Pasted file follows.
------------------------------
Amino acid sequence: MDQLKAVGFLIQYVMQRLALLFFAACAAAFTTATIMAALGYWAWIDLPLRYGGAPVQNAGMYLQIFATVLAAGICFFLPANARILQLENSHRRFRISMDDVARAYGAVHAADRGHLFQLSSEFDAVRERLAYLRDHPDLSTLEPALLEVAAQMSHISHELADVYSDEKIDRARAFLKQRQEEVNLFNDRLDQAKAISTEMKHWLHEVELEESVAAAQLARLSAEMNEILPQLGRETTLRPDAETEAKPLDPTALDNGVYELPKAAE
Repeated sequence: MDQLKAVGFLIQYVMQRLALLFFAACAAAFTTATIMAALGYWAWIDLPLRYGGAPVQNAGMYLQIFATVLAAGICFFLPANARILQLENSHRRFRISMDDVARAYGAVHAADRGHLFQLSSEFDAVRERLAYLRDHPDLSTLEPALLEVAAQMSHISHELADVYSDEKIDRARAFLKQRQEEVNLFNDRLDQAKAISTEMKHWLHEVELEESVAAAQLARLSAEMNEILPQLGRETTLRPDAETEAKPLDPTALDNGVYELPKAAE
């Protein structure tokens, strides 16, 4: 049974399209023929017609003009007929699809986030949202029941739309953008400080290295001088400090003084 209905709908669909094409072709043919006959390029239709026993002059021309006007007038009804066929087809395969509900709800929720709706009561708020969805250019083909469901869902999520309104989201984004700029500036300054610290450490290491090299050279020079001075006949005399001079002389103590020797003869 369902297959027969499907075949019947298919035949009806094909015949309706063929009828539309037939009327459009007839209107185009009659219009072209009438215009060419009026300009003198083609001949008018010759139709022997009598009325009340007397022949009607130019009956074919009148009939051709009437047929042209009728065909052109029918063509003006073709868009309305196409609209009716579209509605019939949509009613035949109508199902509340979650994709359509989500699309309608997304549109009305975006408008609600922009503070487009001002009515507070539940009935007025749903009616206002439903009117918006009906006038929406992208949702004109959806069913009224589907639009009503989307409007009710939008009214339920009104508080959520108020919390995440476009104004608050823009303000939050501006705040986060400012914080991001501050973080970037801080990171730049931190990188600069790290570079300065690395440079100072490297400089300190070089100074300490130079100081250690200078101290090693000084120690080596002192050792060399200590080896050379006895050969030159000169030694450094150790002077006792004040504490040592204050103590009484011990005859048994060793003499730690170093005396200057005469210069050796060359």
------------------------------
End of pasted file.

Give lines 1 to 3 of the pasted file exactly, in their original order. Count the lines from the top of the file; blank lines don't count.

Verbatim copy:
Amino acid sequence: MDQLKAVGFLIQYVMQRLALLFFAACAAAFTTATIMAALGYWAWIDLPLRYGGAPVQNAGMYLQIFATVLAAGICFFLPANARILQLENSHRRFRISMDDVARAYGAVHAADRGHLFQLSSEFDAVRERLAYLRDHPDLSTLEPALLEVAAQMSHISHELADVYSDEKIDRARAFLKQRQEEVNLFNDRLDQAKAISTEMKHWLHEVELEESVAAAQLARLSAEMNEILPQLGRETTLRPDAETEAKPLDPTALDNGVYELPKAAE
Repeated sequence: MDQLKAVGFLIQYVMQRLALLFFAACAAAFTTATIMAALGYWAWIDLPLRYGGAPVQNAGMYLQIFATVLAAGICFFLPANARILQLENSHRRFRISMDDVARAYGAVHAADRGHLFQLSSEFDAVRERLAYLRDHPDLSTLEPALLEVAAQMSHISHELADVYSDEKIDRARAFLKQRQEEVNLFNDRLDQAKAISTEMKHWLHEVELEESVAAAQLARLSAEMNEILPQLGRETTLRPDAETEAKPLDPTALDNGVYELPKAAE
């Protein structure tokens, strides 16, 4: 049974399209023929017609003009007929699809986030949202029941739309953008400080290295001088400090003084 209905709908669909094409072709043919006959390029239709026993002059021309006007007038009804066929087809395969509900709800929720709706009561708020969805250019083909469901869902999520309104989201984004700029500036300054610290450490290491090299050279020079001075006949005399001079002389103590020797003869 369902297959027969499907075949019947298919035949009806094909015949309706063929009828539309037939009327459009007839209107185009009659219009072209009438215009060419009026300009003198083609001949008018010759139709022997009598009325009340007397022949009607130019009956074919009148009939051709009437047929042209009728065909052109029918063509003006073709868009309305196409609209009716579209509605019939949509009613035949109508199902509340979650994709359509989500699309309608997304549109009305975006408008609600922009503070487009001002009515507070539940009935007025749903009616206002439903009117918006009906006038929406992208949702004109959806069913009224589907639009009503989307409007009710939008009214339920009104508080959520108020919390995440476009104004608050823009303000939050501006705040986060400012914080991001501050973080970037801080990171730049931190990188600069790290570079300065690395440079100072490297400089300190070089100074300490130079100081250690200078101290090693000084120690080596002192050792060399200590080896050379006895050969030159000169030694450094150790002077006792004040504490040592204050103590009484011990005859048994060793003499730690170093005396200057005469210069050796060359």